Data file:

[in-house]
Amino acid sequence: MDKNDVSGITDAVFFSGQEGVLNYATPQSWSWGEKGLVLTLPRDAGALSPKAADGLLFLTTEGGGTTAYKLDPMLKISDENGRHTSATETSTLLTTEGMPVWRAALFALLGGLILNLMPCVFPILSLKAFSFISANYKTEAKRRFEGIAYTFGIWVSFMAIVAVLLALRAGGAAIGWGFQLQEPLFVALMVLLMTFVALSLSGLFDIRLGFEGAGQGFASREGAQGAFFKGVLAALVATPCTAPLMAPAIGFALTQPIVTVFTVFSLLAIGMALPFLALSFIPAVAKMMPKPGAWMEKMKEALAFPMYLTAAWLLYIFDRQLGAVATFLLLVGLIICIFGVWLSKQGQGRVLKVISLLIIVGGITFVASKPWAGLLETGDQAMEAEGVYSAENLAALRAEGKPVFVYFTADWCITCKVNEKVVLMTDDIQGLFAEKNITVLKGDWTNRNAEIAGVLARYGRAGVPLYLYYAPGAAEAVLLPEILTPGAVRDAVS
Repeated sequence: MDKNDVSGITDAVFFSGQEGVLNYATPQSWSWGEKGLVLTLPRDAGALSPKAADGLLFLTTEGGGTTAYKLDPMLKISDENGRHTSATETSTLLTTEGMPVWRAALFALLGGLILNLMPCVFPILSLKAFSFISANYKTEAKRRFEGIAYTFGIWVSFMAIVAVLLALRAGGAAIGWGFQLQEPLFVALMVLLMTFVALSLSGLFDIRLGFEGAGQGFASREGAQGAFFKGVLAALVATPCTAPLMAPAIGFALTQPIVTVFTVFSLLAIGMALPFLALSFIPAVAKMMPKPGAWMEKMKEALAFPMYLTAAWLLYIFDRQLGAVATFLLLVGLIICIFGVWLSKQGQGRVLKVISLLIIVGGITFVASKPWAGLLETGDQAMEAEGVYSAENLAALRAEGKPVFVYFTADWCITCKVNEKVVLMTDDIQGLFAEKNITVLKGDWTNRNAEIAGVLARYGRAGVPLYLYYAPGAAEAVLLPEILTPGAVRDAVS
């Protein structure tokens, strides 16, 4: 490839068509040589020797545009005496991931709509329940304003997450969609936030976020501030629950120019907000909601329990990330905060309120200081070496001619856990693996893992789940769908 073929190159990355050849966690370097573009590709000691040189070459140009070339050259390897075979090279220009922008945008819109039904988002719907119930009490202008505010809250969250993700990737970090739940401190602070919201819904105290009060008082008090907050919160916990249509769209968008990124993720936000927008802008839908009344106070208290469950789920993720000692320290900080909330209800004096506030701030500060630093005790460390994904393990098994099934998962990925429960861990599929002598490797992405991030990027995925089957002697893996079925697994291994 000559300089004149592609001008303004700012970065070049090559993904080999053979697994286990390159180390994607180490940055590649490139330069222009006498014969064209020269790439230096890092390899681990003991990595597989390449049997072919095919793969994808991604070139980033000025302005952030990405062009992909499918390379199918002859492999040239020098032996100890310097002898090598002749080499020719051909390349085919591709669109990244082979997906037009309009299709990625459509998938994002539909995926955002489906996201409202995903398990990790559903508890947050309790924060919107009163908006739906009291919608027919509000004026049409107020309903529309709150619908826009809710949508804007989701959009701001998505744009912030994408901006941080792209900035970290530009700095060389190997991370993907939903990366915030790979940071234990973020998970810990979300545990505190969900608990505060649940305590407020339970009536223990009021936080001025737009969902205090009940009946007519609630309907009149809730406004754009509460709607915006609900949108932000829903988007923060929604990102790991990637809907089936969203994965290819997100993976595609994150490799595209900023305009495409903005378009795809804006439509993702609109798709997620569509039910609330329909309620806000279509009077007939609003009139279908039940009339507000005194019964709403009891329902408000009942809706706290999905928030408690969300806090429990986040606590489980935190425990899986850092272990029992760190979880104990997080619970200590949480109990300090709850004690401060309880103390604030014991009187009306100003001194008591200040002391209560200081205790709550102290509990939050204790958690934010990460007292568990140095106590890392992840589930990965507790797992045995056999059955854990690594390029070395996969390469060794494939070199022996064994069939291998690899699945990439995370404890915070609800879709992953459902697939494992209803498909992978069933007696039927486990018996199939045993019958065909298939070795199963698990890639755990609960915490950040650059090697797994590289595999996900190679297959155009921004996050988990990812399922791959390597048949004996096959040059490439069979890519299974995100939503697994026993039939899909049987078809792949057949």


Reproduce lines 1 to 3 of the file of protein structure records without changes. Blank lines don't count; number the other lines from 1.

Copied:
[in-house]
Amino acid sequence: MDKNDVSGITDAVFFSGQEGVLNYATPQSWSWGEKGLVLTLPRDAGALSPKAADGLLFLTTEGGGTTAYKLDPMLKISDENGRHTSATETSTLLTTEGMPVWRAALFALLGGLILNLMPCVFPILSLKAFSFISANYKTEAKRRFEGIAYTFGIWVSFMAIVAVLLALRAGGAAIGWGFQLQEPLFVALMVLLMTFVALSLSGLFDIRLGFEGAGQGFASREGAQGAFFKGVLAALVATPCTAPLMAPAIGFALTQPIVTVFTVFSLLAIGMALPFLALSFIPAVAKMMPKPGAWMEKMKEALAFPMYLTAAWLLYIFDRQLGAVATFLLLVGLIICIFGVWLSKQGQGRVLKVISLLIIVGGITFVASKPWAGLLETGDQAMEAEGVYSAENLAALRAEGKPVFVYFTADWCITCKVNEKVVLMTDDIQGLFAEKNITVLKGDWTNRNAEIAGVLARYGRAGVPLYLYYAPGAAEAVLLPEILTPGAVRDAVS
Repeated sequence: MDKNDVSGITDAVFFSGQEGVLNYATPQSWSWGEKGLVLTLPRDAGALSPKAADGLLFLTTEGGGTTAYKLDPMLKISDENGRHTSATETSTLLTTEGMPVWRAALFALLGGLILNLMPCVFPILSLKAFSFISANYKTEAKRRFEGIAYTFGIWVSFMAIVAVLLALRAGGAAIGWGFQLQEPLFVALMVLLMTFVALSLSGLFDIRLGFEGAGQGFASREGAQGAFFKGVLAALVATPCTAPLMAPAIGFALTQPIVTVFTVFSLLAIGMALPFLALSFIPAVAKMMPKPGAWMEKMKEALAFPMYLTAAWLLYIFDRQLGAVATFLLLVGLIICIFGVWLSKQGQGRVLKVISLLIIVGGITFVASKPWAGLLETGDQAMEAEGVYSAENLAALRAEGKPVFVYFTADWCITCKVNEKVVLMTDDIQGLFAEKNITVLKGDWTNRNAEIAGVLARYGRAGVPLYLYYAPGAAEAVLLPEILTPGAVRDAVS